IMDb > New Year's Day (1989)
New Year's Day
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New Year's Day (1989) More at IMDbPro »

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New Year's Day -- In this comic exploration of modern relationships, Henry Jaglom plays Drew, a frazzled, recently divorced Californian who moves to New York on New Year's Eve.
New Year's Day -- A man returns to his sublet apartment to find the previous tenants, three offbeat young women, still in residence, under the mistaken belief that they have the apartment until the end of New Year's Day.


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5.6/10   204 votes »
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Henry Jaglom (writer)
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Release Date:
21 December 1990 (Netherlands) See more »
Time to move on...
A man returns to his sublet apartment to find the previous tenants, three offbeat young women, still in residence... See more » | Add synopsis »
1 nomination See more »
User Reviews:
An interesting, if slightly meandering film. See more (6 total) »


  (in credits order) (complete, awaiting verification)

Maggie Wheeler ... Lucy (as Maggie Jakobson)
Gwen Welles ... Annie
Melanie Winter ... Winona

Henry Jaglom ... Drew

David Duchovny ... Billy

Milos Forman ... Lazlo
Michael Emil ... Dr. Stadthagen
Donna Germain ... Dr. Stadthagen's Friend
Harvey Miller ... Lucy's Father
Irene Moore ... Lucy's Mother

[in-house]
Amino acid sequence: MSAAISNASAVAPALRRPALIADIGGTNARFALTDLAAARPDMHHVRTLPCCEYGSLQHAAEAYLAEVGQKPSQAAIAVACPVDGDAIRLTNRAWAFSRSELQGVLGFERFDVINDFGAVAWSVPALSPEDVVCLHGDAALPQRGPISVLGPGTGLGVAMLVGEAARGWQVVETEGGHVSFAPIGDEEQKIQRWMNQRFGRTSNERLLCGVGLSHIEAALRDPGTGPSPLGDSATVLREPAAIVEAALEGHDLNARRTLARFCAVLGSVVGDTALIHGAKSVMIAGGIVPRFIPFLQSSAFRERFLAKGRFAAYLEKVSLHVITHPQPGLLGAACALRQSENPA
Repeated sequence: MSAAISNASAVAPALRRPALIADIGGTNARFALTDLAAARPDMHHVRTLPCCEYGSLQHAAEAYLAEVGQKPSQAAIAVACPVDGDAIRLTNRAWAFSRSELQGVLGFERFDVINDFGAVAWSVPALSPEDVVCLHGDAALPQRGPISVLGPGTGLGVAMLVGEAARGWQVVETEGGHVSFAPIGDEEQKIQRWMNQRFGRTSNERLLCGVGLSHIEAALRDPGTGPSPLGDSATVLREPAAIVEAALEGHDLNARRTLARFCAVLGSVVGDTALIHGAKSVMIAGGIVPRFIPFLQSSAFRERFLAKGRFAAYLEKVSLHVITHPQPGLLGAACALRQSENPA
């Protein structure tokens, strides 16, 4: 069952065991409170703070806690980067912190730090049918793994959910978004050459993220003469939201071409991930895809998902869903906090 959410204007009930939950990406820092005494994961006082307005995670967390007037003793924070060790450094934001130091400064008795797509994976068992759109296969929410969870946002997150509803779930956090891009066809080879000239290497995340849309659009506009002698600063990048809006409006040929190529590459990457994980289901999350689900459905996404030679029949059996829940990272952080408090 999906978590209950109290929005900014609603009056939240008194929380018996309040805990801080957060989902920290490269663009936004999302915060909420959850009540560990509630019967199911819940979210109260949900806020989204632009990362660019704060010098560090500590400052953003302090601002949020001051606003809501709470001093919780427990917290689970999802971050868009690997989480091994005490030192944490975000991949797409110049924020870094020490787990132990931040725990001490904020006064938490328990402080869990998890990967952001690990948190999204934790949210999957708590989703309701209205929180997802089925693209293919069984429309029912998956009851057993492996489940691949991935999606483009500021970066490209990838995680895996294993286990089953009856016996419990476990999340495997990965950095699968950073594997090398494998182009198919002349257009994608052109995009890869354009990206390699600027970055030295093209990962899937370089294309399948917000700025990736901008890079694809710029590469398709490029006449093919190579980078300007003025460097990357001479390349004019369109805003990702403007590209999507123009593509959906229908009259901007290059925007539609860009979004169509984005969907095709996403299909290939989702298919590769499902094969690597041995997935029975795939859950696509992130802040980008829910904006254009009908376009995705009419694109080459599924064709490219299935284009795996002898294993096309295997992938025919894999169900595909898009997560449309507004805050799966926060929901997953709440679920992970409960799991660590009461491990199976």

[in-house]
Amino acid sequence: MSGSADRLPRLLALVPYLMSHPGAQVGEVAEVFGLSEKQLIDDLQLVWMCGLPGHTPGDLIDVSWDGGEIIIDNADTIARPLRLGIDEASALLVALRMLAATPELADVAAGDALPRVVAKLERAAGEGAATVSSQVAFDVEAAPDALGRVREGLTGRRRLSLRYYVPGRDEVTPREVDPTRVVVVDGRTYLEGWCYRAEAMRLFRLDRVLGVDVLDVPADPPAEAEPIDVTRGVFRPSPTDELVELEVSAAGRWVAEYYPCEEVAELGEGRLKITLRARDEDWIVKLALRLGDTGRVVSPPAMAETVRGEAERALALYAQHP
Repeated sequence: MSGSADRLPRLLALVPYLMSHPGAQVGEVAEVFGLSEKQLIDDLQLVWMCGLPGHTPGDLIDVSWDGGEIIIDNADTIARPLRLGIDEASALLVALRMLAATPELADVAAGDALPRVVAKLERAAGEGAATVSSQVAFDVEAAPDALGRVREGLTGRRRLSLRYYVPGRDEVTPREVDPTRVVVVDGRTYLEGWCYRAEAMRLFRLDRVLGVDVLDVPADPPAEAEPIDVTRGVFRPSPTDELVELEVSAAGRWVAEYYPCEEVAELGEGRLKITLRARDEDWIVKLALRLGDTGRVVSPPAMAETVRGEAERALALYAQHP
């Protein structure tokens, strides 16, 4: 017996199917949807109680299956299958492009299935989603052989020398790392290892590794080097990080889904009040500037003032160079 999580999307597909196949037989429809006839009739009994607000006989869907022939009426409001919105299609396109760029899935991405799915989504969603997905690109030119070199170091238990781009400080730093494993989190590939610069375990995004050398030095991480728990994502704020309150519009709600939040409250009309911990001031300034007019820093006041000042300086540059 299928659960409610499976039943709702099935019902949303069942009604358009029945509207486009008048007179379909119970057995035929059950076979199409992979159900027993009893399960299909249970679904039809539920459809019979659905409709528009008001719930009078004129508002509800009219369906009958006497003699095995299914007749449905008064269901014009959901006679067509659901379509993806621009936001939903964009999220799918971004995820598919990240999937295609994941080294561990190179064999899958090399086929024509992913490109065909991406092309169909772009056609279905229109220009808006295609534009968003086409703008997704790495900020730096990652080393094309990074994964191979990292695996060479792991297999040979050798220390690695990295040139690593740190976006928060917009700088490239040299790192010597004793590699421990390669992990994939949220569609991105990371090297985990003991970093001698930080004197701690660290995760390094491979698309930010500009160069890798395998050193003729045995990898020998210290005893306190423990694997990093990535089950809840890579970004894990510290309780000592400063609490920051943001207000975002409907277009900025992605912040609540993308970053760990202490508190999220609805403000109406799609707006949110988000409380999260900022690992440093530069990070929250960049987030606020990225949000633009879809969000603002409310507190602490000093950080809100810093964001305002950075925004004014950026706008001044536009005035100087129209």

James E. dePriest ... Lucy's Shrink

Tracy Reiner ... Marjorie

Robert Hallak ... Delivery Man
Katherine Wallach ... Delivery Man's Friend
Paul Dark ... Redheaded Man

Adam Guettel ... Young Man
James Hurt ... Winona's Brother
Kristina Loggia ... Stella
Robert Morton ... Stella's Friend
Rodger Parsons ... Annie's Boss

Directed by
Henry Jaglom 
Writing credits
(in alphabetical order)
Henry Jaglom  writer

Produced by
Phyllis Curott .... associate producer
Judith Wolinsky .... producer
Cinematography by
Joey Forsyte 
Makeup Department
Angela Nogaro .... makeup artist
Second Unit Director or Assistant Director
Helen Kantor .... assistant director
Art Department
Barbara Flood .... set dresser
Sound Department
John Boyd .... sound re-recording mixer
Patricia Brolsma .... boom operator
Catherine Calderon .... additional sound
Judy Karp .... sound
Sunny Meyer .... additional sound
Laurie Seligman .... boom operator
Paul A. Sharpe .... sound re-recording mixer
Edward F. Suski .... sound re-recording mixer
Camera and Electrical Department
Hanania Baer .... additional photographer
Bonnie Blake .... second assistant camera
Nesya Blue .... additional cinematographer
Richard Boyle .... gaffer
Dan Elsasser .... assistant camera
Chris Fenney .... key grip
Jeff Levy .... gaffer
Charlie Marroquin .... grip
Glenn R. Miller .... electrician
James Rosenthal .... gaffer
Randy Shanofsky .... camera operator
Jim Sofranko .... gaffer
Susan Starr .... first assistant camera
Editorial Department
Michelle Hart .... assistant editor
Ruth Zucker Wald .... assistant editor
Ruth Zucker Wald .... associate editor
Other crew
Helen Kantor .... assistant to director
Elicia Laport .... production assistant